Meeting Team GB and ParalympicsGB medal winning athletes from Hampshire
PUBLISHED: 15:17 01 December 2016
canoephotography.com / Balint Vekassy (ICF)
Between them, Team GB and ParalympicsGB brought 214 medals back from this summer’s Olympic and Paralympic Games in Rio. Andy Greeves caught up with three athletes from Hampshire who enjoyed medal success in Brazil
Hampshire's medal winners
Georgina came first in the 100m and 400m T37 events (Credit: onEdition)
Jon in action at the 2016 Olympics in Rio (Photo by Balint Vekassy)
Joint top goal scorer, Southampton's Alex Danson (Photo by Frank Uijlenbroek)
David Smith from Eastleigh won Gold in the boccia mixed individual BC1 (Credit: onEdition Media)
During London 2012, Binsted-based Georgina Hermitage was pregnant with daughter Tilly. She was inspired by the performances at those Games and especially Mo Farah’s win in the 5,000m event at the Olympic Stadium, which she was there to see on August 11, 2012. Shortly after, Hermitage decided to become classified as a para-athlete with the hope of one day providing a sporting legacy for Tilly. At Rio 2016, she managed to deliver just that…
The 27-year-old, who has cerebral palsy, returned home from Brazil with three medals around her neck, claiming gold in the 100m and 400m T37 events, while she was also part of the women’s 4x100m relay T35-38 team that won a silver.
“All of the medals I won in Rio are very special, but I’d say two of them standout more than the other,” reflects Hermitage. “The relay medal means a lot to me because that came competing as part of a team. When you’re in a team, nobody wants to let each other down, so there’s that pressure, but it’s also incredible when you succeed. The 100m was the one I was most targeting heading out to Rio, so that’s right up there too. The gold in the 400m sits in third place for me because I think that’s the one people were expecting of me.”
Hermitage, who originally moved to Hampshire and the village of Upper Froyle back in 2009, says she is looking forward to enjoying time with her family over the coming months. A trip to Disneyland Paris and also a holiday to Mauritius are on the cards for Georgina, partner Ricky and their daughter before the end of the year.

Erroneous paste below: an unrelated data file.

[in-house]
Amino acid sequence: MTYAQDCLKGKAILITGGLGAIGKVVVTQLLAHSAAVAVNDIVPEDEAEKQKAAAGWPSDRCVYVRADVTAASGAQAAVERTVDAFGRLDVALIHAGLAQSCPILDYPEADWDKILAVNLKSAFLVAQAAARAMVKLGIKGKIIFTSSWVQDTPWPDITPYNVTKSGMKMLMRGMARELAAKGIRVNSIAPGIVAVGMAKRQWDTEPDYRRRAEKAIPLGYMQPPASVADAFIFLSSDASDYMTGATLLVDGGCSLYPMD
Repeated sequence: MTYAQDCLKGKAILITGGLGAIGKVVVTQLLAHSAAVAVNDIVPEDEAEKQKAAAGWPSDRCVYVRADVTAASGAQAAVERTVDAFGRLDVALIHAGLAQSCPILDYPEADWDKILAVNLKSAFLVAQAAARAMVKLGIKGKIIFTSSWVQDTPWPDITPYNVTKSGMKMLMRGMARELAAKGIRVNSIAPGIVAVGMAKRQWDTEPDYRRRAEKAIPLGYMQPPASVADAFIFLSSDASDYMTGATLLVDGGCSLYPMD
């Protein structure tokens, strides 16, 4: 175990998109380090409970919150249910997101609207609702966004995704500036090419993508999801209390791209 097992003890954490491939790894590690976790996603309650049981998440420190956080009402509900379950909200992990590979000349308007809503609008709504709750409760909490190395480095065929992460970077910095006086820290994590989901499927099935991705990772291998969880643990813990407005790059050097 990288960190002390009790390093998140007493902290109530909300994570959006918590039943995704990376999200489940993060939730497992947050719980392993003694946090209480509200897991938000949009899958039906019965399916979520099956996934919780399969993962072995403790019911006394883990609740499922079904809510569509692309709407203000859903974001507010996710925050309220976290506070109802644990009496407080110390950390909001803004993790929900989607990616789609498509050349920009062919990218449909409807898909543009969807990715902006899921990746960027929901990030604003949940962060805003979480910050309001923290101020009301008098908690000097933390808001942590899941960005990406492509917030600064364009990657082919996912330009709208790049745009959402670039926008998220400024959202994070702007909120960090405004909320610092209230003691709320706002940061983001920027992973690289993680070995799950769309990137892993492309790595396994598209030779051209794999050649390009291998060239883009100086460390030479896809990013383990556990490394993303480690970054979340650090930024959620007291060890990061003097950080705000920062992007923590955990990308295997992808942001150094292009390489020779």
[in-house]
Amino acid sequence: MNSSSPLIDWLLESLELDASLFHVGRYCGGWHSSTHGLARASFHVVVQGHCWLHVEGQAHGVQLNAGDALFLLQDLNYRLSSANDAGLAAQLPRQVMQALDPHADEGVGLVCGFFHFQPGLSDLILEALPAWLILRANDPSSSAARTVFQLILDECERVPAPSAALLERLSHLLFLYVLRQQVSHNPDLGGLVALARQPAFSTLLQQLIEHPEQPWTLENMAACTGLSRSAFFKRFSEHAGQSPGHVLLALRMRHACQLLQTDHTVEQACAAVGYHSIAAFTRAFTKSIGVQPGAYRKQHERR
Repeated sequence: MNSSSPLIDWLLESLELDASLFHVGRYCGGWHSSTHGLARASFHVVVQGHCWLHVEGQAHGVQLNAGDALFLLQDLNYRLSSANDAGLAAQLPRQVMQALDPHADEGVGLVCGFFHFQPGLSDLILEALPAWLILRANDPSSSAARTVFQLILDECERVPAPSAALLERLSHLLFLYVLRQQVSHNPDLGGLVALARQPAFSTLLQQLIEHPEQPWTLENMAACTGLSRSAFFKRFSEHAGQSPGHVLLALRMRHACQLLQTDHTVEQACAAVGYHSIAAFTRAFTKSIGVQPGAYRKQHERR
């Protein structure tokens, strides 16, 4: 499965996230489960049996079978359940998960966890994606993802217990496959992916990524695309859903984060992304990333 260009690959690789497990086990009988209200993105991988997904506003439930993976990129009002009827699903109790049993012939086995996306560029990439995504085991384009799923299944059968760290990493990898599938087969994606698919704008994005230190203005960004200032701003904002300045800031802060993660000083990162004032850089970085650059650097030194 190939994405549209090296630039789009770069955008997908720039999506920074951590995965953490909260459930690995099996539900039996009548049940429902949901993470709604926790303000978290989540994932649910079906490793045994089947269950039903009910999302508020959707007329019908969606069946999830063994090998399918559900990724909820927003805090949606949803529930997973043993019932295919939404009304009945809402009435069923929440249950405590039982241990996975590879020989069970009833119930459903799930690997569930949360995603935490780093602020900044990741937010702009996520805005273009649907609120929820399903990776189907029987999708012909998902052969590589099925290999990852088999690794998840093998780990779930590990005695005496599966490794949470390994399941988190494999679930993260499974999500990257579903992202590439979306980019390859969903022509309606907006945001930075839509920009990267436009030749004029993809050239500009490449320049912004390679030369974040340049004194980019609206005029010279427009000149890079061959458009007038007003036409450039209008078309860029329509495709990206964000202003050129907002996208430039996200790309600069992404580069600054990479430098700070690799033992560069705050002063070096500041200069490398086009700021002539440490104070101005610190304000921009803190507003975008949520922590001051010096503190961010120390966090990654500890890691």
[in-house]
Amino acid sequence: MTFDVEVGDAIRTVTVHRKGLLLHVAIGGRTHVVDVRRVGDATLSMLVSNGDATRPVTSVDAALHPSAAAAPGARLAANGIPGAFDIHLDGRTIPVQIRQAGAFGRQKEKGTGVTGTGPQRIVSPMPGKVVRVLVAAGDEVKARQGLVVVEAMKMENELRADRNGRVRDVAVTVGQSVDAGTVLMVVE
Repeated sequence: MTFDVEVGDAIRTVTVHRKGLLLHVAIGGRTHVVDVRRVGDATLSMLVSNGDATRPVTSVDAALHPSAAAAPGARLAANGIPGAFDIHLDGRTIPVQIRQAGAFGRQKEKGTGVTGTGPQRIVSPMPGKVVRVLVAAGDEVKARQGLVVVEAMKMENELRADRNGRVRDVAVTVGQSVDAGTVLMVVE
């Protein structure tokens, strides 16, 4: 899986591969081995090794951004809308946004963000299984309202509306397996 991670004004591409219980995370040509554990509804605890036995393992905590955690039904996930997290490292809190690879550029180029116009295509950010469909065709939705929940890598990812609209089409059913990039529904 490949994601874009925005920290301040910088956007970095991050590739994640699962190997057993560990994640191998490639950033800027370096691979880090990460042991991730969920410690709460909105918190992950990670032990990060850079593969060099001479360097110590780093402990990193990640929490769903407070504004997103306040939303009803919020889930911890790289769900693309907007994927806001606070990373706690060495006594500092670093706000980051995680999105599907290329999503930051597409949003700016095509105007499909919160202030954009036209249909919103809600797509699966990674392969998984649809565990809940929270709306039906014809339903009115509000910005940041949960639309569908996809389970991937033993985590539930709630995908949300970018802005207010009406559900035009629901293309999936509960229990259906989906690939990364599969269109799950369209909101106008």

Having gone to Brazil over the summer to inspire her daughter, the big question is, what has Tilly made of her mum’s recent achievements?!
“Apparently when Tilly was watching me compete in the 400 metres in Rio on TV, she was saying to my partner ‘why is mummy wearing your sunglasses, daddy?!’” laughs Hermitage. “She gets what’s going on to a certain extent. She has spent the last few weeks walking around, clanging the medals together and scratching them to bits, which is exactly the point of them!”
Back in 2014, Georgina received support from the Hampshire Talented Athlete Scheme (HTAS) – a county council-funded initiative co-ordinated by Sport Hampshire and the Isle of Wight. The scheme provides athletes with grants for competition and travel costs, free training at leisure centres and free bus travel. It also offers fast-track physiotherapy and sport science.
“That support was crucial towards helping me train,” says Hermitage. “I train out of Alton Sports Centre and my strength and conditioning coaching is done at Mint Condition in Binsted.”
Petersfield-born Jon Schofield and his canoe sprint partner Liam Heath followed up on their bronze medal at London 2012 by taking silver in the K-2 200m event in Rio. The 31-year-old, who had previously won gold at the European Championships in 2012 and has a host of World Championship medals to his name, says his latest success ranks as his best career achievement to date.
“It was probably the hardest field that has ever been assembled in that race,” Schofield said, “Your performance pretty much had to be perfect to take a medal given the competition, so I’m obviously delighted with how it went.
“The Olympics is the biggest thing in our sport, so even though we have won European and World medals, the silver from Rio tops all of those achievements. The final of the K-2 at the Olympic Games is the one occasion every four years when everyone competes at their top level, so to get to the top, or close to it is a fantastic achievement.”